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Old 10-21-2015, 12:49 PM   #41
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Not using your AIS

A few more anecdotes...

We've been called a couple of times by overtaking vessels to alert us to their intentions. A lot easier than figuring out if "vessel northbound off blah-blah point" is you.

And I've never been boarded since I installed an AIS transmitter. Not even approached. I wasn't exactly a LEO magnet previously, but...

And there was the time a couple of summers back when I responded to a distress call right at Boundary Pass (between US and Canada). I was at the vessel, we were smack dab in the boundary, and I wanted to know what my legal options for towing were. Victoria CG knew exactly where I was, and though it didn't come up - they would also know what I looked like.

But hey, if you want to go all stealth have at it.


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Old 10-21-2015, 12:53 PM   #42
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... If every craft on the water has to have it, it's going to look like it's snowing on the VTS screens in some of the busier waterways and harbors...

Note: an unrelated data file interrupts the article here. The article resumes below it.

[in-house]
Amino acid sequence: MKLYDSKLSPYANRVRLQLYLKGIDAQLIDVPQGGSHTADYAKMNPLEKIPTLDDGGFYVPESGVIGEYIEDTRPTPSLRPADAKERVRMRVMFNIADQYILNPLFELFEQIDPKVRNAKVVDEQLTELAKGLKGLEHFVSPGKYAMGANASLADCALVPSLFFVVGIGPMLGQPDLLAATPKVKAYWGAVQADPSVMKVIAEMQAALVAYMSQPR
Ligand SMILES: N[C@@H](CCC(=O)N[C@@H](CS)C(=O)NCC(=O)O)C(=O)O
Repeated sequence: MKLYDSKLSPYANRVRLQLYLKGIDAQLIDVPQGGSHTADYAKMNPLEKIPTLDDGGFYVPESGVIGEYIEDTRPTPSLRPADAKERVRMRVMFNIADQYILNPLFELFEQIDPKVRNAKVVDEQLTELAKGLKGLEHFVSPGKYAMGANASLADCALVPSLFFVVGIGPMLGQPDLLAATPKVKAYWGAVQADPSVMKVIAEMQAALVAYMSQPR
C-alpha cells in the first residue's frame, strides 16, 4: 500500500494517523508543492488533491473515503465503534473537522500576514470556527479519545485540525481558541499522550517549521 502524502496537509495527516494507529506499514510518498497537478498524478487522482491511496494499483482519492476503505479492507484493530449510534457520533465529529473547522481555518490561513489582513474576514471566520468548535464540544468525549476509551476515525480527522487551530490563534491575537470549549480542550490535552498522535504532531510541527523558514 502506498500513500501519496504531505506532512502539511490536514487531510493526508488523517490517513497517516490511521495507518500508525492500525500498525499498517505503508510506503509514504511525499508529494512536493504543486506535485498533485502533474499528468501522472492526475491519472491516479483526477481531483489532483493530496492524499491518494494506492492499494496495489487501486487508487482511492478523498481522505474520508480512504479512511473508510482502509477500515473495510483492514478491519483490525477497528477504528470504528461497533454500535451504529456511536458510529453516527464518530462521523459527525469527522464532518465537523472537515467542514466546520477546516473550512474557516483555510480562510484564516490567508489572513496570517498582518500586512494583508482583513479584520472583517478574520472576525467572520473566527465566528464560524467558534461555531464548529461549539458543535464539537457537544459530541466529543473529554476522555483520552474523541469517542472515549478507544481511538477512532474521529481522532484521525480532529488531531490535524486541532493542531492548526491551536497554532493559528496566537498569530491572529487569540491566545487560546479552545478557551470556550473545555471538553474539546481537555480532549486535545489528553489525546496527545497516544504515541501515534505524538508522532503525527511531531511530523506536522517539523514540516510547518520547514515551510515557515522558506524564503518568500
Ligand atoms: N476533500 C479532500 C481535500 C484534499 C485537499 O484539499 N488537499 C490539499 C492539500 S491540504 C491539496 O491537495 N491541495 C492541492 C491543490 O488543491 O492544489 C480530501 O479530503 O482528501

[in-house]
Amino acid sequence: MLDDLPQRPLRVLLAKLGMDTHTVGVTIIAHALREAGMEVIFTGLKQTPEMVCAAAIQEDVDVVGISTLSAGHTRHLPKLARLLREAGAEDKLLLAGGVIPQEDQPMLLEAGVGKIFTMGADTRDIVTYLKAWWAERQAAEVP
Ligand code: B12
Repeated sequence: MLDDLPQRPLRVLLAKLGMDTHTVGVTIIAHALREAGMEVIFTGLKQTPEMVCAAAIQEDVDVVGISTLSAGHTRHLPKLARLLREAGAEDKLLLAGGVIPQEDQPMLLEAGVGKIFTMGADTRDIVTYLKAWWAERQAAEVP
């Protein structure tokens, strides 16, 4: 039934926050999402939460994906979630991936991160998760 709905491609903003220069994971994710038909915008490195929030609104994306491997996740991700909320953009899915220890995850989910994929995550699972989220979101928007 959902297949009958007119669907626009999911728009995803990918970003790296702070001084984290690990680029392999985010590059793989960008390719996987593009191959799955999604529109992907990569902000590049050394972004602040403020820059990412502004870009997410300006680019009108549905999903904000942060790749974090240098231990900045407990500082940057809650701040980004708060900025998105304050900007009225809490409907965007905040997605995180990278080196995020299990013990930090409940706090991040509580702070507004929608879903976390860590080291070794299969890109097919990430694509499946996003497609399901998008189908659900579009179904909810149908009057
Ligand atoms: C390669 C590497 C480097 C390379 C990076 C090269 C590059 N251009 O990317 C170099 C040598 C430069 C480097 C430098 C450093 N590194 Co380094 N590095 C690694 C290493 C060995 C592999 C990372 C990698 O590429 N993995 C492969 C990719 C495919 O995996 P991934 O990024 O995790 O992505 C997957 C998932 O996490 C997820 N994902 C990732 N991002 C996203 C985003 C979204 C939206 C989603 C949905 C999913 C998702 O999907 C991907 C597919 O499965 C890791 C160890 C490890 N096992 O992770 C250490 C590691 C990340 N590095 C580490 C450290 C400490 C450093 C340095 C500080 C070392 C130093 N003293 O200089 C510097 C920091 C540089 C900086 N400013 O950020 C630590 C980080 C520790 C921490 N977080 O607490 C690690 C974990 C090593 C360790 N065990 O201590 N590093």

In Februrary I visited the SF VTS on a trip organized by Al for the SF TF folks. They had only Class A targets showing on their main screens. They did have a separate Rosepoint application that also showed Class B targets. I suspect that Class A vs B would be part of the solution for keeping large commercial vessel traffic from becoming masked by smaller, pleasure boats.

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Old 10-21-2015, 12:54 PM   #43
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I see AIS as not being necessary in certain areas and being very helpful in others.